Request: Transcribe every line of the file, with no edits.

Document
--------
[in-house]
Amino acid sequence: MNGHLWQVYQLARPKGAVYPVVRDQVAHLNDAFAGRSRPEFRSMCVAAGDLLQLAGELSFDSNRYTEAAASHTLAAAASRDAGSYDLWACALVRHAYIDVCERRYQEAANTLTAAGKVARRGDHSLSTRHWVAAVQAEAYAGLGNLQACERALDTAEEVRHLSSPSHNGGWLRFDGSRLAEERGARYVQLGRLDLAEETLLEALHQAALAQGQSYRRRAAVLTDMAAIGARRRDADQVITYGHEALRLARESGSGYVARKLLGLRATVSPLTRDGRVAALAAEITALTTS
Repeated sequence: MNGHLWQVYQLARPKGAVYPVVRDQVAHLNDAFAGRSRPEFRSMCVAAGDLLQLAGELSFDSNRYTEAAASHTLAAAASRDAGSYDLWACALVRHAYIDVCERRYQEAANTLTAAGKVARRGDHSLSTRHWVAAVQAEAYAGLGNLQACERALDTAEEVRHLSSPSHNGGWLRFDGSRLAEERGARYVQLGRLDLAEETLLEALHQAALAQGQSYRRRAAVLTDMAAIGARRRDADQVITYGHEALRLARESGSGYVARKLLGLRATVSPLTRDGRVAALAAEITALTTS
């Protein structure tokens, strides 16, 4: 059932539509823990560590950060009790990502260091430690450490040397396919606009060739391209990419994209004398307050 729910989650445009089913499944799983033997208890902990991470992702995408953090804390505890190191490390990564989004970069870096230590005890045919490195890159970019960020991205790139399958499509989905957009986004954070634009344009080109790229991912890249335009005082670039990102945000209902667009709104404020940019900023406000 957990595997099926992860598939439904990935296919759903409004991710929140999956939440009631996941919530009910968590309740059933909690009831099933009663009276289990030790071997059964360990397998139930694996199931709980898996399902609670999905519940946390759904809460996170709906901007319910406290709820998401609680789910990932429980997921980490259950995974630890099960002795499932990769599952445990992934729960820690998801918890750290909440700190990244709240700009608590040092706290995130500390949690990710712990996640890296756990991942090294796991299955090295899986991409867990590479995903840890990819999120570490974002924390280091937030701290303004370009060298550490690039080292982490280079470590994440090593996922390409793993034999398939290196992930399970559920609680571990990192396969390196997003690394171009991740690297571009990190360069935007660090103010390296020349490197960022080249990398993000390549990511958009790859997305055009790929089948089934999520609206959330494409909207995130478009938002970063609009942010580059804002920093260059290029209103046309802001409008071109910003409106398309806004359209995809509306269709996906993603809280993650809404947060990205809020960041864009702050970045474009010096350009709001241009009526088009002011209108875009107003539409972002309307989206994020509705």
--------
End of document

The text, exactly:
[in-house]
Amino acid sequence: MNGHLWQVYQLARPKGAVYPVVRDQVAHLNDAFAGRSRPEFRSMCVAAGDLLQLAGELSFDSNRYTEAAASHTLAAAASRDAGSYDLWACALVRHAYIDVCERRYQEAANTLTAAGKVARRGDHSLSTRHWVAAVQAEAYAGLGNLQACERALDTAEEVRHLSSPSHNGGWLRFDGSRLAEERGARYVQLGRLDLAEETLLEALHQAALAQGQSYRRRAAVLTDMAAIGARRRDADQVITYGHEALRLARESGSGYVARKLLGLRATVSPLTRDGRVAALAAEITALTTS
Repeated sequence: MNGHLWQVYQLARPKGAVYPVVRDQVAHLNDAFAGRSRPEFRSMCVAAGDLLQLAGELSFDSNRYTEAAASHTLAAAASRDAGSYDLWACALVRHAYIDVCERRYQEAANTLTAAGKVARRGDHSLSTRHWVAAVQAEAYAGLGNLQACERALDTAEEVRHLSSPSHNGGWLRFDGSRLAEERGARYVQLGRLDLAEETLLEALHQAALAQGQSYRRRAAVLTDMAAIGARRRDADQVITYGHEALRLARESGSGYVARKLLGLRATVSPLTRDGRVAALAAEITALTTS
């Protein structure tokens, strides 16, 4: 059932539509823990560590950060009790990502260091430690450490040397396919606009060739391209990419994209004398307050 729910989650445009089913499944799983033997208890902990991470992702995408953090804390505890190191490390990564989004970069870096230590005890045919490195890159970019960020991205790139399958499509989905957009986004954070634009344009080109790229991912890249335009005082670039990102945000209902667009709104404020940019900023406000 957990595997099926992860598939439904990935296919759903409004991710929140999956939440009631996941919530009910968590309740059933909690009831099933009663009276289990030790071997059964360990397998139930694996199931709980898996399902609670999905519940946390759904809460996170709906901007319910406290709820998401609680789910990932429980997921980490259950995974630890099960002795499932990769599952445990992934729960820690998801918890750290909440700190990244709240700009608590040092706290995130500390949690990710712990996640890296756990991942090294796991299955090295899986991409867990590479995903840890990819999120570490974002924390280091937030701290303004370009060298550490690039080292982490280079470590994440090593996922390409793993034999398939290196992930399970559920609680571990990192396969390196997003690394171009991740690297571009990190360069935007660090103010390296020349490197960022080249990398993000390549990511958009790859997305055009790929089948089934999520609206959330494409909207995130478009938002970063609009942010580059804002920093260059290029209103046309802001409008071109910003409106398309806004359209995809509306269709996906993603809280993650809404947060990205809020960041864009702050970045474009010096350009709001241009009526088009002011209108875009107003539409972002309307989206994020509705």